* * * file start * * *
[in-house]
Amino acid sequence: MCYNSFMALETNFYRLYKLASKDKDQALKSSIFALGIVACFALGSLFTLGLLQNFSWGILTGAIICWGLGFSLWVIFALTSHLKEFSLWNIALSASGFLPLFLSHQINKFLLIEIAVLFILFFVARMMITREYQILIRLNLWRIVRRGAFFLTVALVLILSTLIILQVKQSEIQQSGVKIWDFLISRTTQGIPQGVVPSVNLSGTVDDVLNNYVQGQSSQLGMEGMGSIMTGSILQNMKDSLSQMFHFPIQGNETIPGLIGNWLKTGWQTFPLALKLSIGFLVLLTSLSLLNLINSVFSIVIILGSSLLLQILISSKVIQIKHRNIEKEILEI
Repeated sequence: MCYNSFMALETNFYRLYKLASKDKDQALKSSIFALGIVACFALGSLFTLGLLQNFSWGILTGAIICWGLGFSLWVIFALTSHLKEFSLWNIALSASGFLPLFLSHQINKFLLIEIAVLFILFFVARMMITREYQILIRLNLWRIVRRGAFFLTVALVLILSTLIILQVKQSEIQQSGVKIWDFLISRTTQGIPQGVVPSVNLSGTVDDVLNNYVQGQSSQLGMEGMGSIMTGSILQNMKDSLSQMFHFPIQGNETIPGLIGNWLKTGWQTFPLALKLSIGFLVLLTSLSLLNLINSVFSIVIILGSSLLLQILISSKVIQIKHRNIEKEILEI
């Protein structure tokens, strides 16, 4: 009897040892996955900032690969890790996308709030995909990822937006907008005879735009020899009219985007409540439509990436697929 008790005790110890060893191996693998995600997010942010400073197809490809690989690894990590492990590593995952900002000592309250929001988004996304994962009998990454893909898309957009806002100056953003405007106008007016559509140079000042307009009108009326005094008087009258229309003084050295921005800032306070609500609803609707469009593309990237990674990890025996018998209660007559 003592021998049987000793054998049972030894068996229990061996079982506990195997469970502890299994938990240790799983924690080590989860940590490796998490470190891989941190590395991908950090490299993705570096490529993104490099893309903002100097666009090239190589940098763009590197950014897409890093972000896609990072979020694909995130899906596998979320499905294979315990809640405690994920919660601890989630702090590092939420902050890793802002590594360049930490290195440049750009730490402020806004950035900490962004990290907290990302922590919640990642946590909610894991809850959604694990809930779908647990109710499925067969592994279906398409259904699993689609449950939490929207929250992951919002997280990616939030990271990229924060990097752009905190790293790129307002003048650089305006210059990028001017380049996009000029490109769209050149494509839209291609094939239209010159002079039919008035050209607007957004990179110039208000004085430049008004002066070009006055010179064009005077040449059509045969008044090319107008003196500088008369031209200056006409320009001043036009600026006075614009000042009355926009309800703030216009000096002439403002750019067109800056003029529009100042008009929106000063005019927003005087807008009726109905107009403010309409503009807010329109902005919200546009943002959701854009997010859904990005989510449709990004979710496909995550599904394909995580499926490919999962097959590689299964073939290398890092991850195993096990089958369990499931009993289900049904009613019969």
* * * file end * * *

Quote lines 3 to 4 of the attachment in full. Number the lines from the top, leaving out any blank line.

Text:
Repeated sequence: MCYNSFMALETNFYRLYKLASKDKDQALKSSIFALGIVACFALGSLFTLGLLQNFSWGILTGAIICWGLGFSLWVIFALTSHLKEFSLWNIALSASGFLPLFLSHQINKFLLIEIAVLFILFFVARMMITREYQILIRLNLWRIVRRGAFFLTVALVLILSTLIILQVKQSEIQQSGVKIWDFLISRTTQGIPQGVVPSVNLSGTVDDVLNNYVQGQSSQLGMEGMGSIMTGSILQNMKDSLSQMFHFPIQGNETIPGLIGNWLKTGWQTFPLALKLSIGFLVLLTSLSLLNLINSVFSIVIILGSSLLLQILISSKVIQIKHRNIEKEILEI
């Protein structure tokens, strides 16, 4: 009897040892996955900032690969890790996308709030995909990822937006907008005879735009020899009219985007409540439509990436697929 008790005790110890060893191996693998995600997010942010400073197809490809690989690894990590492990590593995952900002000592309250929001988004996304994962009998990454893909898309957009806002100056953003405007106008007016559509140079000042307009009108009326005094008087009258229309003084050295921005800032306070609500609803609707469009593309990237990674990890025996018998209660007559 003592021998049987000793054998049972030894068996229990061996079982506990195997469970502890299994938990240790799983924690080590989860940590490796998490470190891989941190590395991908950090490299993705570096490529993104490099893309903002100097666009090239190589940098763009590197950014897409890093972000896609990072979020694909995130899906596998979320499905294979315990809640405690994920919660601890989630702090590092939420902050890793802002590594360049930490290195440049750009730490402020806004950035900490962004990290907290990302922590919640990642946590909610894991809850959604694990809930779908647990109710499925067969592994279906398409259904699993689609449950939490929207929250992951919002997280990616939030990271990229924060990097752009905190790293790129307002003048650089305006210059990028001017380049996009000029490109769209050149494509839209291609094939239209010159002079039919008035050209607007957004990179110039208000004085430049008004002066070009006055010179064009005077040449059509045969008044090319107008003196500088008369031209200056006409320009001043036009600026006075614009000042009355926009309800703030216009000096002439403002750019067109800056003029529009100042008009929106000063005019927003005087807008009726109905107009403010309409503009807010329109902005919200546009943002959701854009997010859904990005989510449709990004979710496909995550599904394909995580499926490919999962097959590689299964073939290398890092991850195993096990089958369990499931009993289900049904009613019969």